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Saving Inventory and Repair Picture Files



[please note that the standard Shopkeeper backup does *NOT*

backup pictures. Occasionally backup the INVPICT folder to

a CD or DVD and check that the pictures are on there.]


The picture importing procedure has been significantly speeded up

in Shopkeeper 9.7 and above, but nearly all previous versions

also have the ability to add pictures.


Instructions for saving inventory picture files. This feature works

with the Shop-Pro version of the Jewelry Shopkeeper 8.2 and higher.

For notes on equipment - go to the end of this document


   Make a Folder for the Pictures


1)   Make a folder for the picture files called INVPICT (from the root

   directory of the drive where Shop-Pro is installed) An easy way to

   do this is to open the COMMAND MENU using the JS-MENU icon, then at

   the black and white screen with the Enter Your Choice-> prompt type:

       MD \INVPICT       and press <Enter>

   or, from Windows, open My Computer, then open the drive where

   Shop-Pro lives, then at the top of that window choose File,

   New, Folder. Then rename the new folder as INVPICT


   Please note that this INVPICT folder is NOT contained inside

   the COMPLINK.JS folder


   Select a Filename for the Pictures


2)   Determine the filename for each inventory item's picture file.

   The file name is usually the SKU number of the item, but

   without the '-' in the middle and with '.JPG' (or .GIF or

   .TGA or .TIF or .BMP   Also replace the .JPG file extension

   noted below) added to the end.

   If the major class code of the item is one digit wide, add

   two '0's (zeros) before the filename. If the major class

   code of the item is only two digits wide, add one '0' before

   the filename.

   For example, the picture for the SKU number 121-10201 should

   be saved with the filename \INVPICT\12110201.JPG  The

   picture for the sku number 3-00211 should be saved with the

   filename \INVPICT\00300211.JPG  The picture for the SKU

   number 22-10233 should be saved with the filename



   Note: If your major codes have letter equivalents such as LGE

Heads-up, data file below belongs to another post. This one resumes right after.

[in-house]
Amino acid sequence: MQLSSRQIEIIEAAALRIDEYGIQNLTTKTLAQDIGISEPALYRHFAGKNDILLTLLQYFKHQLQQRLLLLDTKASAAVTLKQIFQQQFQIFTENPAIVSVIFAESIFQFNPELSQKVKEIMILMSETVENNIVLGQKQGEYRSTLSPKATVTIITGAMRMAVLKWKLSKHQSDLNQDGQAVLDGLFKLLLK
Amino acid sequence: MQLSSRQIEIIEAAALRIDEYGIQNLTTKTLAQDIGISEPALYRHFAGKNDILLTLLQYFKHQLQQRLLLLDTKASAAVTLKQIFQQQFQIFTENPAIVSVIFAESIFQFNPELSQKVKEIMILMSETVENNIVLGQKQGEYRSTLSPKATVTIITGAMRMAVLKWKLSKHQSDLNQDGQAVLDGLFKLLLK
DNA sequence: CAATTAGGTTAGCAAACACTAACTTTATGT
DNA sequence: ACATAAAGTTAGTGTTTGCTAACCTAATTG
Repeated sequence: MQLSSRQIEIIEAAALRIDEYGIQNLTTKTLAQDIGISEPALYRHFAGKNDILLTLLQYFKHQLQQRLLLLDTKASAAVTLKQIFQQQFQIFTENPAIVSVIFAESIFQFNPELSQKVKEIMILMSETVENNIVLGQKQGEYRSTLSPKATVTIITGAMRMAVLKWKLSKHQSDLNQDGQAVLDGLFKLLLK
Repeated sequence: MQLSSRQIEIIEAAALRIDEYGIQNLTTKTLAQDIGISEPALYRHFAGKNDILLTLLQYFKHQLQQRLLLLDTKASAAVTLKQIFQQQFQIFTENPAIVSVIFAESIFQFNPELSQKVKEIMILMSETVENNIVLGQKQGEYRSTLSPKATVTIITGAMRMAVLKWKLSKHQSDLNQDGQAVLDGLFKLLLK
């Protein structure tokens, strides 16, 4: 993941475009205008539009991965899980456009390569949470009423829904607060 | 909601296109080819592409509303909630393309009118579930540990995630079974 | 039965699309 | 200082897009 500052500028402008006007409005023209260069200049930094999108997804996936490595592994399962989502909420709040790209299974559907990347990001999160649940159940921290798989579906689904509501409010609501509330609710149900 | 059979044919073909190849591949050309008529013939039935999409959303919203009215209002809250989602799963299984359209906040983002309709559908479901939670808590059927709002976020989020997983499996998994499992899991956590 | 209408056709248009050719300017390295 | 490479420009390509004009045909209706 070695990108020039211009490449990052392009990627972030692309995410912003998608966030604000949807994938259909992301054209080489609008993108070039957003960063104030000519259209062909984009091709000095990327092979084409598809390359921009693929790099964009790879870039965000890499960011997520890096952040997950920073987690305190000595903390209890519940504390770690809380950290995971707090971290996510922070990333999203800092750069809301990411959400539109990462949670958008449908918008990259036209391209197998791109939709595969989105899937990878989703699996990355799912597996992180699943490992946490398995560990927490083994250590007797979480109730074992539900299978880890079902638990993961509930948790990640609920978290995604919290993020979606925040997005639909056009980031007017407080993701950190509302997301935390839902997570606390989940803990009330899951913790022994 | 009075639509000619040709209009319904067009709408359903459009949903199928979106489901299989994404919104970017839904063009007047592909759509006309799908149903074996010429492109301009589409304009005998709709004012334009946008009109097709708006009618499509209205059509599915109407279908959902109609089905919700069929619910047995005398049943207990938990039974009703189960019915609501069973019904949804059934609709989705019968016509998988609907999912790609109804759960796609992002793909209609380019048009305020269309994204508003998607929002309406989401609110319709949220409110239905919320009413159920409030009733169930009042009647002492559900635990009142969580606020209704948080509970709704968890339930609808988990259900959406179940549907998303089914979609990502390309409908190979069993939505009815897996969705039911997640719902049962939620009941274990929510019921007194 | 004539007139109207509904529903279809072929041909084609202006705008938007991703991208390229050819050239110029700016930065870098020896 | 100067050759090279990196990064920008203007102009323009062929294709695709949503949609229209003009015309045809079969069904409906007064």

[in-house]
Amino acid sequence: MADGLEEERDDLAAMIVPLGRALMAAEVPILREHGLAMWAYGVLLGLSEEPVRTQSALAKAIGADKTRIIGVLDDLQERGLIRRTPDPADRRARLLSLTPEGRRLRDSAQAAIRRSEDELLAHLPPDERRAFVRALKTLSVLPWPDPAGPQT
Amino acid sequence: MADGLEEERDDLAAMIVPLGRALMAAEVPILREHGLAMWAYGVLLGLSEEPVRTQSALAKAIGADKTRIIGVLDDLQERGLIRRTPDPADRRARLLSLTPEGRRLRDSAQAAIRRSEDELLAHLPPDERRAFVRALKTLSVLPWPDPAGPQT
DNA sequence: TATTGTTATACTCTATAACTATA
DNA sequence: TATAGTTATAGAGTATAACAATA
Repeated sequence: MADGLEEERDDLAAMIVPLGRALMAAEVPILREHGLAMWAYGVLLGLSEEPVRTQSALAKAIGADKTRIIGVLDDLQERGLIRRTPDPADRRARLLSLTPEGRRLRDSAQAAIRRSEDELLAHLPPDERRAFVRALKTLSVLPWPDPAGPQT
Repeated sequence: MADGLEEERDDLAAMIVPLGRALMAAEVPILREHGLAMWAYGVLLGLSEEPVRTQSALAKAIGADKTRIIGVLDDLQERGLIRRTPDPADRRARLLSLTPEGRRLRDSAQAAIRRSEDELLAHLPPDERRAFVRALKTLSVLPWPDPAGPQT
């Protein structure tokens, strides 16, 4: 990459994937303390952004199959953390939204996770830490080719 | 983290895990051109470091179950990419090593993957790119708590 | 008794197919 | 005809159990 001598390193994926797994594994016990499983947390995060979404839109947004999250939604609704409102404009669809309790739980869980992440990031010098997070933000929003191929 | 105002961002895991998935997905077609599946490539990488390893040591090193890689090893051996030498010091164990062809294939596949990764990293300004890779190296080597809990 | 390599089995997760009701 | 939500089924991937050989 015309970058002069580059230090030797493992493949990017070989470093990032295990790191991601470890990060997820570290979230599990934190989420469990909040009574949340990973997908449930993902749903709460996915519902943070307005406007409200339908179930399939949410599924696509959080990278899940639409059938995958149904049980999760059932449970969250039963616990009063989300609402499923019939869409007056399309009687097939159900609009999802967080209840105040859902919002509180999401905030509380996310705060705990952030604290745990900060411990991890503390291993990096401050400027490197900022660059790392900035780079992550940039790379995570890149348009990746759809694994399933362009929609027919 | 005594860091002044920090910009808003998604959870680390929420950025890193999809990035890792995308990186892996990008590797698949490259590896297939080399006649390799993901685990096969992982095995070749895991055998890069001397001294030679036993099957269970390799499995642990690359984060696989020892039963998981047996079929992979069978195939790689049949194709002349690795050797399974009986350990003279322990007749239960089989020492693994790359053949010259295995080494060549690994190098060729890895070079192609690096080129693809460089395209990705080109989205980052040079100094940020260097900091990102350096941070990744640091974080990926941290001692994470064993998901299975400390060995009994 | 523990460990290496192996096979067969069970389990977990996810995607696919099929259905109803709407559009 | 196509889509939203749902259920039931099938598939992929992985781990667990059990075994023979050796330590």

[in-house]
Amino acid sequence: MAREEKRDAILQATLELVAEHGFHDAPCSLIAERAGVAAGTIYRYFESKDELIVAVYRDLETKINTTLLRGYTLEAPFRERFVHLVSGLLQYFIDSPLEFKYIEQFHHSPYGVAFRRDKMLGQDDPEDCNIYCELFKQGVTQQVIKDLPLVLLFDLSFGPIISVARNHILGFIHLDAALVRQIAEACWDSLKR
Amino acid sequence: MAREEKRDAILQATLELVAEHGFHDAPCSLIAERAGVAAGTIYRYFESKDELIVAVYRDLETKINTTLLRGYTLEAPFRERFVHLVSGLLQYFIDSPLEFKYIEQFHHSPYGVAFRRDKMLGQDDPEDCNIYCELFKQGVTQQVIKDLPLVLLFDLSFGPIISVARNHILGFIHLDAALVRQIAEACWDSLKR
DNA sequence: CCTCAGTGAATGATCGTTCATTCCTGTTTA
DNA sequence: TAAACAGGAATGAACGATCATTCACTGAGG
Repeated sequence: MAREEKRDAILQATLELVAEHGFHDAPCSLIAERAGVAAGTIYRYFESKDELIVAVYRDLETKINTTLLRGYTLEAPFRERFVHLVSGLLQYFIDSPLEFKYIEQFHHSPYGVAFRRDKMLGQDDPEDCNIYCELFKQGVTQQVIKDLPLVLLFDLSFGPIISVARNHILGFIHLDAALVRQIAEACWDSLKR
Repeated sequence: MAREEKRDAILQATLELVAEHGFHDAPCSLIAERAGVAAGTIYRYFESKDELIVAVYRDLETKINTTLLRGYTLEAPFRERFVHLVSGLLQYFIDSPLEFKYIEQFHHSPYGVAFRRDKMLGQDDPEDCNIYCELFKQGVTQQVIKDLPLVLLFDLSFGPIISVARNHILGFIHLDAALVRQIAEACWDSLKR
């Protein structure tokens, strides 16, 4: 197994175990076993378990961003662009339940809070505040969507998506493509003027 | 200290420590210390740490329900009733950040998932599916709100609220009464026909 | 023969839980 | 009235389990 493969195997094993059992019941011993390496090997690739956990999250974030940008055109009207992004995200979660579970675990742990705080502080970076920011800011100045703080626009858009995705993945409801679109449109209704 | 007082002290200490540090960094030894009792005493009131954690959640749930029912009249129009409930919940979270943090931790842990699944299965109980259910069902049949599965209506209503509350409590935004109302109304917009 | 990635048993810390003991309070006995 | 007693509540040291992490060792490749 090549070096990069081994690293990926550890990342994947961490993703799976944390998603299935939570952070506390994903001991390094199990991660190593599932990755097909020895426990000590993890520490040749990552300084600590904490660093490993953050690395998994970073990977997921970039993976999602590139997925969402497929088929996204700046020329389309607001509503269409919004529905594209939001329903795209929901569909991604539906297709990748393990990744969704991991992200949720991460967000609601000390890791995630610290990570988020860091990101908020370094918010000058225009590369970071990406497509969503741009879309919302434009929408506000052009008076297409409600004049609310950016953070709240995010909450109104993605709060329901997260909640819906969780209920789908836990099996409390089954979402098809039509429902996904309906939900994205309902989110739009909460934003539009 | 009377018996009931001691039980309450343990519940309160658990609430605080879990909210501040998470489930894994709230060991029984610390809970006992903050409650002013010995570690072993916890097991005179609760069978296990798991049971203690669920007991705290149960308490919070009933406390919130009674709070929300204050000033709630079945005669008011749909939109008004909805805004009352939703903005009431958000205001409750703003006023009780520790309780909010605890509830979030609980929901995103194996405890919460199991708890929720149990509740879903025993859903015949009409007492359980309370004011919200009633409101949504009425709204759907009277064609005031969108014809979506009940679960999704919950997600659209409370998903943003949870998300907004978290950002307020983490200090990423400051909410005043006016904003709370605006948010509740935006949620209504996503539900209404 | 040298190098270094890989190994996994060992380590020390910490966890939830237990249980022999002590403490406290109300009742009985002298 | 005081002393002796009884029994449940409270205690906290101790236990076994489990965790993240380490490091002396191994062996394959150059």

for major code 150 Ladies Gold Earrings - the picture filename

   that you use needs to contain the numbers NOT the letters - e.g.

   15010001.JPG not LGE10001.JPG


   Note: *sometimes* a photo program or Windows will automatically add

   a filename ending of .jpg or .gif at the end of the filename. So,

   if Shop-Pro doesn't seem to find your picture file it's possible

   that it got saved as something like \INVPICT\02210233.JPG.JPG  !!

   If you go to the COMMAND MENU (js-menu icon) and type DIR \INVPICT

   and press Enter you will see the real, full filenames so you can

   verify if that happened or not. If it is happening, just leave off

   the filename ending and let it be assigned automatically.


   You should also fix the Windows view of this picture folder so you

   can accurately see the file names. Open My Computer, open the drive

   where Shop-Pro is installed, Open the INVPICT folder, Choose Tools

   (from the top of the invpict window) Choose Folder Options, Choose

   View then UN-check the 'Hide file extensions for known file types'

   option. Choose Apply, OK. Choose View, Details.


   Save or Copy the Picture Files


3)   Shop-Pro will accept pictures from almost any source and any type.

   JPG files are by far the most common but GIF, TIF, BMP, PCX files

   are also acceptable. Save and/or copy the picture files in the

   INVPICT folder with the appropriate filename.


   The files can come from a variety of different sources so you can

   take some pictures yourself with a digital camera (or even a

   scanner, video capture card or a graphics program) and you can

   copy pictures from the jewelry manufacturer's website or catalog CD


   Where to see Pictures in Jewelry Shop-Pro


4)   You can view the pictures from Display an Item Status from

   the Inventory screen when you search by SKU number. Also,

   you can view all the pictures by choosing FILE,

   MISCELLANEOUS, PICTURE SHOW at the Main Menu of Shop-Pro.

   (If you press 1 immediately after pressing P, the pictures

   display one at a time, or press 4 to have them display four

   at a time.) You can also search for pictures of merchandise